Ian wrote : >
    You are correct Ian, that is why the majority of people did not vote for Kerry, Kerry supports the killing of unborn children with beating hearts.

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  4. Berl

    Ian wrote : “We are one of the only civilized countries in the world that legally kills its own people. Oh God, I’m Boring My Audience. ”
    You are correct Ian, that is why the majority of people did not vote for Kerry, Kerry supports the killing of unborn children with beating hearts.

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  5. Chris M

    What hath American stupidity and George W. Bush, the Stupid American-in-Chief, wrought now? The Washington Post provides yet more evidence to be ignored by those clinging to their anti-American faith:
    “DAMASCUS, Syria, May 17 — Beset by U.S. attempts to isolate his country and facing popular expectations of change, Syrian President Bashar Assad will move to begin legalizing political parties, purge the ruling Baath Party, sponsor free municipal elections in 2007 and formally endorse a market economy, according to officials, diplomats and analysts.
    Assad’s five-year-old government is heralding the reforms as a turning point in a long-promised campaign of liberalizing a state that, while far less dictatorial than Iraq under Saddam Hussein, remains one of the region’s most repressive. His officials see the moves, however tentative and drawn out, as the start of a transitional period that will lead to a more liberal, democratic Syria.
    Emboldened opposition leaders, many of whom openly support pressure by the United States even if they mistrust its intentions, said the measures were the last gasp of a government staggering after its hasty and embarrassing troop withdrawal last month from neighboring Lebanon…”

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  6. Radical Cleric James Dobson

    Did you know I once saw John Kerry rip a fetus straight out of a woman and eat it! It was amazing Ian, you would have been disgusted and voted for Bush immediately! My God, John Kerry would have eaten all of us if he hadn’t have received only the second highest amount of votes ever for a United States President. Can you even imagine that 49% of us want to eat babies!?! It almost makes you want to vote for me doesn’t it? Good thing the liberal media slipped up and kept reporting good things about Bush – I don’t know what we would do if people had actually known that Saddam had nothing to do with 9/11 or that we actually *didn’t* find weapons of mass destruction. That was a close one, thanks liberal media, we complain but we did make you!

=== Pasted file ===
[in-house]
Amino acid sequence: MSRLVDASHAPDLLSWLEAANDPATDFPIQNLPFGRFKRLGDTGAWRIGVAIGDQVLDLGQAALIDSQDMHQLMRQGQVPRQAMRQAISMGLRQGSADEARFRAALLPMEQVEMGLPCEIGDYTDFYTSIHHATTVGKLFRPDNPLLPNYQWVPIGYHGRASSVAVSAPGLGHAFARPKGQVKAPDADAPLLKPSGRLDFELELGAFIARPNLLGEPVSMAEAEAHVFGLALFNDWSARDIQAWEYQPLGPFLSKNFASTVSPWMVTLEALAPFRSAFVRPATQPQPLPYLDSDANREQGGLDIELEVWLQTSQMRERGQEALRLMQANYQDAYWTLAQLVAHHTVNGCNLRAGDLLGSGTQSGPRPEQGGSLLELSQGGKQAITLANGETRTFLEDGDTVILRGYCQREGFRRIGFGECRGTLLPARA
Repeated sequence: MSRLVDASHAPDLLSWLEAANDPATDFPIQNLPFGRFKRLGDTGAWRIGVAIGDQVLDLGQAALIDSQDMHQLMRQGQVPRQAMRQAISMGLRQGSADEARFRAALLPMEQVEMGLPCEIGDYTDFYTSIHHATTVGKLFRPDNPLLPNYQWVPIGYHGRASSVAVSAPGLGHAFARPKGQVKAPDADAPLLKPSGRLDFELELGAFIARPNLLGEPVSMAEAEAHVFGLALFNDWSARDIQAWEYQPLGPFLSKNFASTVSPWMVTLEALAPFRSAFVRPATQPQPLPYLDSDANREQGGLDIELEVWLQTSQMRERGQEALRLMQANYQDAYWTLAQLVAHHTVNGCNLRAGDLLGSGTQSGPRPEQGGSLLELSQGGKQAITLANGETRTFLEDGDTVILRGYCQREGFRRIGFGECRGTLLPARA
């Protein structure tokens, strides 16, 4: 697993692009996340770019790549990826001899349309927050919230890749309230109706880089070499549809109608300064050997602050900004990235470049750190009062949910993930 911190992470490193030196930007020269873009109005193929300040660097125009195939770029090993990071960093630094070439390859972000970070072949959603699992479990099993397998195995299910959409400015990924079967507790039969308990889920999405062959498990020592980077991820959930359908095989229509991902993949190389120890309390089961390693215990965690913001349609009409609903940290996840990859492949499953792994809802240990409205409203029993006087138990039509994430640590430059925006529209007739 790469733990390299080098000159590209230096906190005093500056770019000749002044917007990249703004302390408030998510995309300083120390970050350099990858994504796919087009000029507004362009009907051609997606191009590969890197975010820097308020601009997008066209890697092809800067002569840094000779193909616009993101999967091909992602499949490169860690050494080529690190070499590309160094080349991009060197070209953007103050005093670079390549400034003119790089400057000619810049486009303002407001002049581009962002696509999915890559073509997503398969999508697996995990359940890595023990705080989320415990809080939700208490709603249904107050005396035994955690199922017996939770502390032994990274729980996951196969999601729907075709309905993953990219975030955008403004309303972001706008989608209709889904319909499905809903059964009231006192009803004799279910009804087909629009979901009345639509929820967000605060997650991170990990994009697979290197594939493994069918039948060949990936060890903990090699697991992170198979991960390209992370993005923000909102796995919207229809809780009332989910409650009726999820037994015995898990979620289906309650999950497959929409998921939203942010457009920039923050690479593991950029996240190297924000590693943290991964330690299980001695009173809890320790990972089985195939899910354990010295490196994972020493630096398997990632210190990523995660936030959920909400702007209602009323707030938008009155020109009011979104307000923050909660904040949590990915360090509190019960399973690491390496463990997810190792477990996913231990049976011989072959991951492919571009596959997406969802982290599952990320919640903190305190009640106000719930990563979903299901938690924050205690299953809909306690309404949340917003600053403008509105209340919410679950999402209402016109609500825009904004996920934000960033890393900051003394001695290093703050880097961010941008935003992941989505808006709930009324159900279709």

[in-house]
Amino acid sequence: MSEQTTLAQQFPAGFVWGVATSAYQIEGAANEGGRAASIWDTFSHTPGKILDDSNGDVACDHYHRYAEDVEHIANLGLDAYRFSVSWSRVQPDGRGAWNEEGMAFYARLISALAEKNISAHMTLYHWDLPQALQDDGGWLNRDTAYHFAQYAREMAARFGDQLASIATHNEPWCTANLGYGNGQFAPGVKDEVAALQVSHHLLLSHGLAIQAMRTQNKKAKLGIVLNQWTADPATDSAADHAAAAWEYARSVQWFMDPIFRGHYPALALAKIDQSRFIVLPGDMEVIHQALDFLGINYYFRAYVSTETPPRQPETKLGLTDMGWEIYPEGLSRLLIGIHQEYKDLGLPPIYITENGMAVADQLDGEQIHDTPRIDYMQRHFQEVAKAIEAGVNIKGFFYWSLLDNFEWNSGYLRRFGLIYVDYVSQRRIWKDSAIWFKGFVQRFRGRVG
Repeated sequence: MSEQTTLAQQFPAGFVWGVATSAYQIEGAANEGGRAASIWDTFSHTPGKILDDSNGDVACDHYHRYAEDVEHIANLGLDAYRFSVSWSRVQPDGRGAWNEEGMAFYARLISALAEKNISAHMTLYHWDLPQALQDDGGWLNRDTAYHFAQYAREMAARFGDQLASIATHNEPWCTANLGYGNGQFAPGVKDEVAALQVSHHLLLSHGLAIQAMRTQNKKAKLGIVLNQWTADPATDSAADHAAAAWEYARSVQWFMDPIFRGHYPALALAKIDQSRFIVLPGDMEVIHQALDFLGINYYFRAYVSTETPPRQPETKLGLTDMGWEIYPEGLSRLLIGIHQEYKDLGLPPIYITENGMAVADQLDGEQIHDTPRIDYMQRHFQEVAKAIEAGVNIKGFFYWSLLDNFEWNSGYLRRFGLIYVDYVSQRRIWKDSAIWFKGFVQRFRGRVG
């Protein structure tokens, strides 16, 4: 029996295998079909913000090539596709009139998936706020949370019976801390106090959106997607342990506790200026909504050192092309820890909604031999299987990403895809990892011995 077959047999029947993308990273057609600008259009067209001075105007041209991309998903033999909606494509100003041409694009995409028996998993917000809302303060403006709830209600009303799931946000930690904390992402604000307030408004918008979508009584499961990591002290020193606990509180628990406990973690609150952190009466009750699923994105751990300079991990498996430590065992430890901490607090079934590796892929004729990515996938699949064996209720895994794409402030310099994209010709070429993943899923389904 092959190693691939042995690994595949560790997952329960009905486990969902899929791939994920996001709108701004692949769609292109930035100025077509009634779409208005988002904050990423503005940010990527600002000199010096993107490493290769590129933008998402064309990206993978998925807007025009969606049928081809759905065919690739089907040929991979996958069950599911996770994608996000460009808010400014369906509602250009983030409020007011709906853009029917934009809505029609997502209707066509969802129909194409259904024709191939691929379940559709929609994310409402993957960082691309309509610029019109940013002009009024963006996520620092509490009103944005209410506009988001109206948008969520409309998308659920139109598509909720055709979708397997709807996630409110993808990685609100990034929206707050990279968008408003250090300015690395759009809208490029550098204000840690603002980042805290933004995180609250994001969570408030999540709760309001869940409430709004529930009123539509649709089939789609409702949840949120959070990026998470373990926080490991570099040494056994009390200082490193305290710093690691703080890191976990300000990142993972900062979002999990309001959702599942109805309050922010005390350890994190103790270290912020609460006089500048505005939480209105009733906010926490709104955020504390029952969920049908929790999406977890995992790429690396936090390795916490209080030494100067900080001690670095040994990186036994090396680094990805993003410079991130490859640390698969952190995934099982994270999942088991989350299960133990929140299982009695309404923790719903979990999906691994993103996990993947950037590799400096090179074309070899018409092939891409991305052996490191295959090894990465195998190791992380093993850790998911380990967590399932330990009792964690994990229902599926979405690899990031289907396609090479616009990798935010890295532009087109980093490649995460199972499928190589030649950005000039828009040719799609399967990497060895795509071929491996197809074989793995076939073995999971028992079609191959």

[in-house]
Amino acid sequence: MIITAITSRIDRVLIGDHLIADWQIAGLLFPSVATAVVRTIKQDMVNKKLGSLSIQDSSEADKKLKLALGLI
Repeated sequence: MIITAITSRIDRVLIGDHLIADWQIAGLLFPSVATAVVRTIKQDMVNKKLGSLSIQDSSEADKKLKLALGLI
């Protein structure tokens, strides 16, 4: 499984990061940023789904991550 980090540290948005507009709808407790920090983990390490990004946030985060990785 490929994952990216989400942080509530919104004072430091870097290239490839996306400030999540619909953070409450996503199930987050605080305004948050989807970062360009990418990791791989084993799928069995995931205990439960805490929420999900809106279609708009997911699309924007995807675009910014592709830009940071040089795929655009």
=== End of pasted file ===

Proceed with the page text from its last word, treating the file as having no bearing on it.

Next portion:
The Radical Cleric James Dobson

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  7. Deb

    On a trip to Europe when I was 12, I was shocked to see beat cops in Italy carrying oozies, shocked at the French employees who ignored a couple with three young children, shocked at the relief and pride I felt when we returned to (fireworks) *AMERICA* (fireworks). Sixteen years later, I am shocked that, if only my friends and family would follow, I’d move to Canada (or England, if they’d quit that horrible animal quarantine). I’d passionately miss NY and miss my kids knowing NY, but I’d move. The Puritan permeation of this country is at the least, frightening.
    What shouldn’t be surprising about the Newsweek debacle but is, is the Administration’s reaction. Did they really come out and harshly admonish the paper for responding to misinformation? According to Scott McClellan, “The report had serious consequences. People have lost their lives.” I mean…seriously?

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  8. craighill

    piglet and oliver – you guys need to take a page out of brent’s book and apply a more dialectic approach to your thinking he may not be right, but at least he comes across as having a brain. go heels…c

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  9. craighill

    piglet and oliver – you guys need to take a page out of brent’s book and apply a more dialectic approach to your thinking. he may not be right, but at least he comes across as having a brain. go heels…c

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  10. GregJAK

    This guy is brainwashed by the liberal media, the second after NEWSWEEK says something, he jumps on their bandwagon and is bashing America. No wonder Dan Rather and CBS and Newsweek think they can do whatever they want, when they have such knee-jerk sheep out there who don’t even question the authencity of a Newsweek report, they just eat it up as if its the truth.

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  11. Ian